Within his apartment, in a bottom dresser drawer, under many clothes, was a fancy box that contained his Bronze Star for heroism in World War II (more on that later). I recall knowing that he belonged to a medical detachment, but never knew any details.
The real find, though, was not in his apartment, but contained within a storage locker in the basement of the apartment building. It was a total mess, but within that mess were several boxes, which contained what turned out to be more than 1,000 letters, postcards, photos and memorabilia from his time in the Army.
I actually didn’t know then the depth of his letters, as I merely took the boxes and transferred them from his basement to my attic. Fast forward 20 years; my wife and I downsized from a home to a small apartment and the letters and memorabilia were transferred to another storage locker. It wasn’t until the last year that I started reading the letters and going through everything.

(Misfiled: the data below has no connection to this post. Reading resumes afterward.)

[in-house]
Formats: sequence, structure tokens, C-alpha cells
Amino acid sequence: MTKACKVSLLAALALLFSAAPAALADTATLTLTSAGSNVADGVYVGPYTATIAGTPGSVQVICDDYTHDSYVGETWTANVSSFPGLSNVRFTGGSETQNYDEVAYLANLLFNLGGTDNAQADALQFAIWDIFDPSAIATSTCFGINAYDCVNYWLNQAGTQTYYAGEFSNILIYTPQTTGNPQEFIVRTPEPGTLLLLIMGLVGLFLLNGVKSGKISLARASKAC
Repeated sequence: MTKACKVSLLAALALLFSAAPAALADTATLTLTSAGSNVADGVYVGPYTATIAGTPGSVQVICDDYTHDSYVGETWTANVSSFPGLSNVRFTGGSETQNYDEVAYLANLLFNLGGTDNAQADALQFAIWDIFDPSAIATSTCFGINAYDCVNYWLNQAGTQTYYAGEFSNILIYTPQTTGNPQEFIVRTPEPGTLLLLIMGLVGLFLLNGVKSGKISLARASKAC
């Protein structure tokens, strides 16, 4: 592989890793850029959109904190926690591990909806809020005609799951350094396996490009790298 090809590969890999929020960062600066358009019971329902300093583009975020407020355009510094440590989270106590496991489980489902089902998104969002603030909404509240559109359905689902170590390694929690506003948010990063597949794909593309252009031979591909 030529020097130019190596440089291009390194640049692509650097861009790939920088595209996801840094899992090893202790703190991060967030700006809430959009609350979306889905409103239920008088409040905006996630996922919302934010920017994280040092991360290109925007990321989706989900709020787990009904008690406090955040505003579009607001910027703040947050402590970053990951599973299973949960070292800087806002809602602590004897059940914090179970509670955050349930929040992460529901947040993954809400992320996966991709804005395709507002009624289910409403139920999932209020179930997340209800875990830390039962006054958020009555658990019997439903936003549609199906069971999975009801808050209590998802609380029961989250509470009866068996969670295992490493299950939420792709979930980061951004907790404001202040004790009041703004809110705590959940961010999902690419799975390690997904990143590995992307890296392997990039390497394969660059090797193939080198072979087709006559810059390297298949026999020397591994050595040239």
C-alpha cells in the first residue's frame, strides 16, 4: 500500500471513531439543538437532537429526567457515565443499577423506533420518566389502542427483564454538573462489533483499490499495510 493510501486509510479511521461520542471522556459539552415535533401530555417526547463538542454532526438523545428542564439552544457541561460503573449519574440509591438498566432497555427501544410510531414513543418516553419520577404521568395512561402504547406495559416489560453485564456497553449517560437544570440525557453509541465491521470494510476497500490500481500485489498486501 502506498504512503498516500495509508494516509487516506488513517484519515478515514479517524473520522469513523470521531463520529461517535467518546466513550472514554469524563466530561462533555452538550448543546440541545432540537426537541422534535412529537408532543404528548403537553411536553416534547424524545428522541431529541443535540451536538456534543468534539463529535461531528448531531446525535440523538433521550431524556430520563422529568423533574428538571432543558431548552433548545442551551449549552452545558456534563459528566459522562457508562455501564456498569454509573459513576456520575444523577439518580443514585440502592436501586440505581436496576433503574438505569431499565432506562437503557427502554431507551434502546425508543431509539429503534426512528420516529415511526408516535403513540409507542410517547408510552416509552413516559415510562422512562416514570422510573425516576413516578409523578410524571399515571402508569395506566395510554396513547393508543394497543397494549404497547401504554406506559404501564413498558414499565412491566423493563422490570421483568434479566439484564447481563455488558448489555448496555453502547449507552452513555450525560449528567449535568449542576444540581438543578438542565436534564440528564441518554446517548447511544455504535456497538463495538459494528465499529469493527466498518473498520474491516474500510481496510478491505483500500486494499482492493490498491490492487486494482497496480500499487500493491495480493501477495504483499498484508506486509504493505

And what a story it told. From his entry into the army in April 1942 in Illinois to stints in Little Rock, Denver, Seattle, Moscow Idaho, Northfield Minnesota, Oklahoma, Virginia and eventually overseas in the closing days of the war, Uncle Oscar wrote daily letters to his parents and family members, sometimes more than one a day. And on his return, his parents gave him the letters they had saved. And there they stayed for almost three quarters of a century.
It would be too difficult to summarize all that I found through the letters about Uncle Oscar and about the family I came from. But here are a few things:
I knew that Oscar loved his family, but the depths of his connection to his parents (my grandparents) was beyond my comprehension. In letter after letter, he begs his parents to write more letters to him, when it is usually the other way around. He could not get enough information about his newly born niece and nephew and longed to be home.